When you live in times of authoritarian rule one of the first things that end up in the cross hairs is culture. We believe firmly that artists and writers and dramatists and actors and musicians play a vital role in defending the integrity of who we are as human beings.
I have never been more grateful for organizations like the ACLU and the plethora of lawyers we have in this country. Likewise, I am inspired by the power of our marches and protests as we stand up for our values. But, in addition to the direct tangible actions we can take, we also need a 100 million voices writing and singing and laughing and, in general, sounding our barbaric yawps over the roofs of the world.
Both destiny’s kisses and its dope-slaps illustrate an individual person’s basic personal powerlessness over the really meaningful events in his life: i.e. almost nothing important that ever happens to you happens because you engineer it. Destiny has no beeper; destiny always leans trenchcoated out of an alley with some sort of Psst that you usually can’t even hear because you’re in such a rush to or from something important you’ve tried to engineer.
— David Foster Wallace
Listen to that still, quite voice in the back of the mind. It might be your destiny trying to get your attention.
You know I’ve always been a dreamer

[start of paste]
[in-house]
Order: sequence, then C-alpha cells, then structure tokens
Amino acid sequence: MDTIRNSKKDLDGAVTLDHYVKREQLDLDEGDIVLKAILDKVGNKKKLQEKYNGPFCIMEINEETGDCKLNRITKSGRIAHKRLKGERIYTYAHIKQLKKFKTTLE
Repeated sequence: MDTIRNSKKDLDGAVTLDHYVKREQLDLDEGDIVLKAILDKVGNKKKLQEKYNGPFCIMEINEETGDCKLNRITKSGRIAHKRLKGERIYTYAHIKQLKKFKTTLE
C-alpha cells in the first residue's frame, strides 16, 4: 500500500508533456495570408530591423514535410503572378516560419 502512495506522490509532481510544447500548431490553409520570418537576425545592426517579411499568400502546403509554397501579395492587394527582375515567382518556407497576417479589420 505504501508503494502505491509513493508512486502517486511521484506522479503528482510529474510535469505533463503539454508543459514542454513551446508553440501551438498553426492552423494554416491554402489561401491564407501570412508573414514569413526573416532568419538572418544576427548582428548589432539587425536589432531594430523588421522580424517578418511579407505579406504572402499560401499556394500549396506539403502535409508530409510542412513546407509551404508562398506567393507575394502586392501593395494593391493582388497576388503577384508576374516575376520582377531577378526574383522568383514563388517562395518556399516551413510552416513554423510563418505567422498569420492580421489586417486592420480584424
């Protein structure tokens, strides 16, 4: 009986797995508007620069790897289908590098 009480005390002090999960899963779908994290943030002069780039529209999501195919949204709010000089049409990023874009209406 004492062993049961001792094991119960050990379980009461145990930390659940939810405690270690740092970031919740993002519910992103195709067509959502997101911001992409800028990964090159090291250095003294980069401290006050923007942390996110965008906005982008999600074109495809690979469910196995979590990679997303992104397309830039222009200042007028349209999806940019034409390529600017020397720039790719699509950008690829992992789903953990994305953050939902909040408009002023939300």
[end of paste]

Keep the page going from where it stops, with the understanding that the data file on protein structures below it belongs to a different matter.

(spent my life running ’round)
And it’s so hard to change
(Can’t seem to settle down)
But the dreams I’ve seen lately
Keep on turning out and burning out
And turning out the same
So put me on a highway
And show me a sign
And take it to the limit one more time
From Take It To The Limit
I had the good fortune of seeing The Eagles in concert on Friday night on their History of the Eagles tour. Nostalgia ruled the night. Everyone from the original band was was there, and everyone was a few years older than their prime days in the late ’70s. But the music was a s good as it ever was (which is to say, ‘good but not great’). Joe Walsh, however, brought the house down with great stage energy and fantastics renditions of Rocky Mountain High, and Life’s Been Good.
The future is not a result of choices among alternative paths offered by the present, but a place that is created—created first in the mind and will, created next in activity. The future is not some place we are going to, but one we are creating. The paths are not to be found, but made, and the activity of making them, changes both the maker and the destination.